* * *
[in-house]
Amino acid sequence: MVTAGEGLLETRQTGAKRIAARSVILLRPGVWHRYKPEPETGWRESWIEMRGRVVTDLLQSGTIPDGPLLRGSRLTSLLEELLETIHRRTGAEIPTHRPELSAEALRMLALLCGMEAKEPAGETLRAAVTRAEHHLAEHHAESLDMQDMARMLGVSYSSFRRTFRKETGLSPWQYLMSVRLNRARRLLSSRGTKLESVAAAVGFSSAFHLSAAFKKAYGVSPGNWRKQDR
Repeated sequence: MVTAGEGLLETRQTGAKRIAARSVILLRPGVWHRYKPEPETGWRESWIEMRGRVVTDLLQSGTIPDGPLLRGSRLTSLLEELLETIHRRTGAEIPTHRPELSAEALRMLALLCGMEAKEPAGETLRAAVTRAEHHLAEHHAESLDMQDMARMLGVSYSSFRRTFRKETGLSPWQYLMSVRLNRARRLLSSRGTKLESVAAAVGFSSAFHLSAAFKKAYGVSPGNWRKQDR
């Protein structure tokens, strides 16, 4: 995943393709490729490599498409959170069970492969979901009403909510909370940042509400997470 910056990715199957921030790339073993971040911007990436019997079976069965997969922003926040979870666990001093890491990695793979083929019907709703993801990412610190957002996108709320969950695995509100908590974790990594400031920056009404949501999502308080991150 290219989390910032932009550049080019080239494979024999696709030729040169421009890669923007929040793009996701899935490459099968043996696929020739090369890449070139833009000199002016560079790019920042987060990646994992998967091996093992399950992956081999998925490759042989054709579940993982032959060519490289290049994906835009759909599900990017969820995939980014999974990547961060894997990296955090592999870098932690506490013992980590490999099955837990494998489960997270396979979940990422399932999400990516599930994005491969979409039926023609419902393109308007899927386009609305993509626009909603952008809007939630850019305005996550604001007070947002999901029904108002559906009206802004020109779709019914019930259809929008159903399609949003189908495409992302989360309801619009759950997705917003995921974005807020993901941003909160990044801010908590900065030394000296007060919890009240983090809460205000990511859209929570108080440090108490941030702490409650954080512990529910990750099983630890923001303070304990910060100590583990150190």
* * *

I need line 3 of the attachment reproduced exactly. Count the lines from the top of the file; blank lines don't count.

Repeated sequence: MVTAGEGLLETRQTGAKRIAARSVILLRPGVWHRYKPEPETGWRESWIEMRGRVVTDLLQSGTIPDGPLLRGSRLTSLLEELLETIHRRTGAEIPTHRPELSAEALRMLALLCGMEAKEPAGETLRAAVTRAEHHLAEHHAESLDMQDMARMLGVSYSSFRRTFRKETGLSPWQYLMSVRLNRARRLLSSRGTKLESVAAAVGFSSAFHLSAAFKKAYGVSPGNWRKQDR